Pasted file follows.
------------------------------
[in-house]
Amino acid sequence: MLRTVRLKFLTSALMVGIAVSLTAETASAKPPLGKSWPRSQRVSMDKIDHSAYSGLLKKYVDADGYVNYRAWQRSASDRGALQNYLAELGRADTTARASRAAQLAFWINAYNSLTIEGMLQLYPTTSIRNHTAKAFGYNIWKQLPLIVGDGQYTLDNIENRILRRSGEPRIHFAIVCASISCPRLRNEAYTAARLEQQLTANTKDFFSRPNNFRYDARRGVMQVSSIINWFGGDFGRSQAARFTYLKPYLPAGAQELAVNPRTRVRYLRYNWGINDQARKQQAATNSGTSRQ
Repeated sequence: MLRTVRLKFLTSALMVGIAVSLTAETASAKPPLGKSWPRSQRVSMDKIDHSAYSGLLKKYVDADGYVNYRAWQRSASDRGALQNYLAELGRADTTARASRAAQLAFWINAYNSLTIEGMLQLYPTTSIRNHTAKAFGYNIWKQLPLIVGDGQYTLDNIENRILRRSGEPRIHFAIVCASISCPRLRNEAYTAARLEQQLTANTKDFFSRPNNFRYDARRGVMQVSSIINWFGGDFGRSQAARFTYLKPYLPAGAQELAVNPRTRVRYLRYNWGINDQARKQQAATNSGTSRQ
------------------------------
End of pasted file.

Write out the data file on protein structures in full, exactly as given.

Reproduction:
[in-house]
Amino acid sequence: MLRTVRLKFLTSALMVGIAVSLTAETASAKPPLGKSWPRSQRVSMDKIDHSAYSGLLKKYVDADGYVNYRAWQRSASDRGALQNYLAELGRADTTARASRAAQLAFWINAYNSLTIEGMLQLYPTTSIRNHTAKAFGYNIWKQLPLIVGDGQYTLDNIENRILRRSGEPRIHFAIVCASISCPRLRNEAYTAARLEQQLTANTKDFFSRPNNFRYDARRGVMQVSSIINWFGGDFGRSQAARFTYLKPYLPAGAQELAVNPRTRVRYLRYNWGINDQARKQQAATNSGTSRQ
Repeated sequence: MLRTVRLKFLTSALMVGIAVSLTAETASAKPPLGKSWPRSQRVSMDKIDHSAYSGLLKKYVDADGYVNYRAWQRSASDRGALQNYLAELGRADTTARASRAAQLAFWINAYNSLTIEGMLQLYPTTSIRNHTAKAFGYNIWKQLPLIVGDGQYTLDNIENRILRRSGEPRIHFAIVCASISCPRLRNEAYTAARLEQQLTANTKDFFSRPNNFRYDARRGVMQVSSIINWFGGDFGRSQAARFTYLKPYLPAGAQELAVNPRTRVRYLRYNWGINDQARKQQAATNSGTSRQ